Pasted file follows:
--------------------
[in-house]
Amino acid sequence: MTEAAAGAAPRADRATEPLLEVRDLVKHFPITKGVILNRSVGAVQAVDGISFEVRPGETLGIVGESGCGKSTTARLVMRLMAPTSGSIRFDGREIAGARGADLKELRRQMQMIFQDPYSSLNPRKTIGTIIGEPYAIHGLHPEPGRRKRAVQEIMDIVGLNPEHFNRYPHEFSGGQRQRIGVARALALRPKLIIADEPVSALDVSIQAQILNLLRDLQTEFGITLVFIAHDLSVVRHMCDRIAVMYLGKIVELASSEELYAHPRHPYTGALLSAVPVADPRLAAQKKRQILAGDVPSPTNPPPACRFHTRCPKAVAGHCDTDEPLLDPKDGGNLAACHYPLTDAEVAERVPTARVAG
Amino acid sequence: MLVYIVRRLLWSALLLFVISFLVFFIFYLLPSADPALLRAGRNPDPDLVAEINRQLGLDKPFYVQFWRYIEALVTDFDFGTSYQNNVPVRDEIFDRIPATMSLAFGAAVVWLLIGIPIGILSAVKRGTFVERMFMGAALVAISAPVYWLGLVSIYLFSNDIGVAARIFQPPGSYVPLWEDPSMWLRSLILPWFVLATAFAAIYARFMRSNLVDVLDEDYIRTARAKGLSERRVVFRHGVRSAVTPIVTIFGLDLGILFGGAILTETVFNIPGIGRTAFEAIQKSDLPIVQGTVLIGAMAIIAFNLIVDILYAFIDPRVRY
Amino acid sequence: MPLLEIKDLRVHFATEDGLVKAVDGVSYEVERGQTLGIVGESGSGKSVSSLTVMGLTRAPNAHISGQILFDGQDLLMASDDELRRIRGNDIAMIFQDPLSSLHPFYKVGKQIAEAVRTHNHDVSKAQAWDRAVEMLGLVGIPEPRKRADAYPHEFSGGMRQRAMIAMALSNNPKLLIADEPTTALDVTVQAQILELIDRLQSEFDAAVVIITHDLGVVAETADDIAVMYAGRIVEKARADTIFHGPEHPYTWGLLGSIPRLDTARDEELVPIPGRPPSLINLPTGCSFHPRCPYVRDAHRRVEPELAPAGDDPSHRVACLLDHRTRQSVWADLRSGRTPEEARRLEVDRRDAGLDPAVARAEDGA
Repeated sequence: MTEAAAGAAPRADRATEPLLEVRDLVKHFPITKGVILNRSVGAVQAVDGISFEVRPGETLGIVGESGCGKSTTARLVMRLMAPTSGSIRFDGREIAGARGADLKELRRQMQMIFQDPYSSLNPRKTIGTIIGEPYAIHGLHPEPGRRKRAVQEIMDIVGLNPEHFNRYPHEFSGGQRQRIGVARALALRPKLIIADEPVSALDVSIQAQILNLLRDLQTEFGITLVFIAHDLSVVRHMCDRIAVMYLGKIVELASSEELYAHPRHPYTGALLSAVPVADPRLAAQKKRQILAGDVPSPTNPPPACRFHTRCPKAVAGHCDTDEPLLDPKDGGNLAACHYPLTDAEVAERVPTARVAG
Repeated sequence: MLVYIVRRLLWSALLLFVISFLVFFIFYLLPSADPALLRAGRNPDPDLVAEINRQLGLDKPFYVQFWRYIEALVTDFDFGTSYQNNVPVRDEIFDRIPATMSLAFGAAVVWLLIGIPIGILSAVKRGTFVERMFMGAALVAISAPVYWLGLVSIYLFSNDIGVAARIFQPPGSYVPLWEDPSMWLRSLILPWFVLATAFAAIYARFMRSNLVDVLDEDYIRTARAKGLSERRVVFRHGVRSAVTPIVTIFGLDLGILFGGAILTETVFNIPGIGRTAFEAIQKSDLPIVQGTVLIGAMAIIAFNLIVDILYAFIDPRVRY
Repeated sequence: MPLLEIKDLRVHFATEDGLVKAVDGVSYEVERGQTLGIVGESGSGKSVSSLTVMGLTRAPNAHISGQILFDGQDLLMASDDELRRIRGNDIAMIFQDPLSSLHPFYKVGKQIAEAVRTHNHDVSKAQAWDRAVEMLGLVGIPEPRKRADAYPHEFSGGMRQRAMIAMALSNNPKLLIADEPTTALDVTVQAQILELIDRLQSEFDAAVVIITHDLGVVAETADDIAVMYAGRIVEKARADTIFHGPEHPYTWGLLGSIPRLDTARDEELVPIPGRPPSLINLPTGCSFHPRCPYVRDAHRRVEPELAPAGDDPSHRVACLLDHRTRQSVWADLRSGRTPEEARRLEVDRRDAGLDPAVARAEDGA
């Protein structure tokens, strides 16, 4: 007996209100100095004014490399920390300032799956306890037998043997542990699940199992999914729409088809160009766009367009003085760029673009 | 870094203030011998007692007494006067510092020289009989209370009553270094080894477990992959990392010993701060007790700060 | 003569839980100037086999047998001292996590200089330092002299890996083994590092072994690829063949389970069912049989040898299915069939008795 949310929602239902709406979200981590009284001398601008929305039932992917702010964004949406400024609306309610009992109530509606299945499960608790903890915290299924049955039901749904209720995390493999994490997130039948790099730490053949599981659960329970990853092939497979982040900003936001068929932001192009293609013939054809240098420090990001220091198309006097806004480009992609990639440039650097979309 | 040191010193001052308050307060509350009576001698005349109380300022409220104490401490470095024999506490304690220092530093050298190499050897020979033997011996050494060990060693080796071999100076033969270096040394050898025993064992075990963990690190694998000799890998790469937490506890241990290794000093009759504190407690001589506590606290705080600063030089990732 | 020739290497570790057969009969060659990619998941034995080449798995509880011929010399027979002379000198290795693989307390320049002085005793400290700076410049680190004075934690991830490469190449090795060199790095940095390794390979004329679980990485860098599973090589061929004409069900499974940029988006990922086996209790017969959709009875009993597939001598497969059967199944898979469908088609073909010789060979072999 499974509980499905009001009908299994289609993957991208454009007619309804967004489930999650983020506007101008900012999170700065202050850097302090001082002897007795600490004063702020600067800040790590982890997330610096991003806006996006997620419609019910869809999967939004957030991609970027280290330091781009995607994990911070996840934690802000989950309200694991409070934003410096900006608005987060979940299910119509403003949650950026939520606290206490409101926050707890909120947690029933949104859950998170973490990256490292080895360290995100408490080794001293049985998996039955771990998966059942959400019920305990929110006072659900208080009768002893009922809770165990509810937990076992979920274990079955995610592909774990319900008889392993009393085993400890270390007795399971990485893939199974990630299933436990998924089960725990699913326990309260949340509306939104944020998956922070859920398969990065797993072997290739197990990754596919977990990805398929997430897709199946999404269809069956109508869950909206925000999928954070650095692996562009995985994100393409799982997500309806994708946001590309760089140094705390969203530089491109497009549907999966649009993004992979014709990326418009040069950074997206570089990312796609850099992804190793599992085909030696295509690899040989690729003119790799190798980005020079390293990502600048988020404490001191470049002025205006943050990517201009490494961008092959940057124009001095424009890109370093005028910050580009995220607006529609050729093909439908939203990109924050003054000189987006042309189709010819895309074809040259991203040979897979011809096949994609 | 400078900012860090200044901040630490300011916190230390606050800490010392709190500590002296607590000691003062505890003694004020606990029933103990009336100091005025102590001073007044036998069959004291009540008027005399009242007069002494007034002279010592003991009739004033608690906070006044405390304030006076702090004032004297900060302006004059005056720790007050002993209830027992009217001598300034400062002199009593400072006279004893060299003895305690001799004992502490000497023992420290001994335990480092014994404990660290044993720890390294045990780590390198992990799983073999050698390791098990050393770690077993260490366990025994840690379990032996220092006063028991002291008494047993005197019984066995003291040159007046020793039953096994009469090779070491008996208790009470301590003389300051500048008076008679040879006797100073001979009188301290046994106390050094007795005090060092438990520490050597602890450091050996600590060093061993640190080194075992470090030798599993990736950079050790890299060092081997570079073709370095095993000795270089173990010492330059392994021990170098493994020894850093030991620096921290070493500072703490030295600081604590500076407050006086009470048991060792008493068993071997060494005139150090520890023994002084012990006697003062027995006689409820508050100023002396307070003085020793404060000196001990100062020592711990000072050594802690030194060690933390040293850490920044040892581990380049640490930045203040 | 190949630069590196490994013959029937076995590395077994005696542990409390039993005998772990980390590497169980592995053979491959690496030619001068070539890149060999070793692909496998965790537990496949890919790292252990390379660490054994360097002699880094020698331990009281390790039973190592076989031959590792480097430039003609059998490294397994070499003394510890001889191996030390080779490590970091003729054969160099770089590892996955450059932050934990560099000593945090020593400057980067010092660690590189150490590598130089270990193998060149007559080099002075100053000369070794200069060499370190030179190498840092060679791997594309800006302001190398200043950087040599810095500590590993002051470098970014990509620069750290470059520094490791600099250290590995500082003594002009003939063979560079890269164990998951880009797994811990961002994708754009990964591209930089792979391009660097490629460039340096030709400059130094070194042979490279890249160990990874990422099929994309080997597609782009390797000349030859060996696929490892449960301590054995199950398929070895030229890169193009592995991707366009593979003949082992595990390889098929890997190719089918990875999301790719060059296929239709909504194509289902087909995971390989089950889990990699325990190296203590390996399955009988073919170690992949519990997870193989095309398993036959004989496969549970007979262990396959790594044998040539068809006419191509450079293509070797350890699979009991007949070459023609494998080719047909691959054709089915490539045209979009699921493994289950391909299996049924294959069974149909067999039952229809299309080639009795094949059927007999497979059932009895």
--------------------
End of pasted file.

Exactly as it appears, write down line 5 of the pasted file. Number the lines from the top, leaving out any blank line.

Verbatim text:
Repeated sequence: MTEAAAGAAPRADRATEPLLEVRDLVKHFPITKGVILNRSVGAVQAVDGISFEVRPGETLGIVGESGCGKSTTARLVMRLMAPTSGSIRFDGREIAGARGADLKELRRQMQMIFQDPYSSLNPRKTIGTIIGEPYAIHGLHPEPGRRKRAVQEIMDIVGLNPEHFNRYPHEFSGGQRQRIGVARALALRPKLIIADEPVSALDVSIQAQILNLLRDLQTEFGITLVFIAHDLSVVRHMCDRIAVMYLGKIVELASSEELYAHPRHPYTGALLSAVPVADPRLAAQKKRQILAGDVPSPTNPPPACRFHTRCPKAVAGHCDTDEPLLDPKDGGNLAACHYPLTDAEVAERVPTARVAG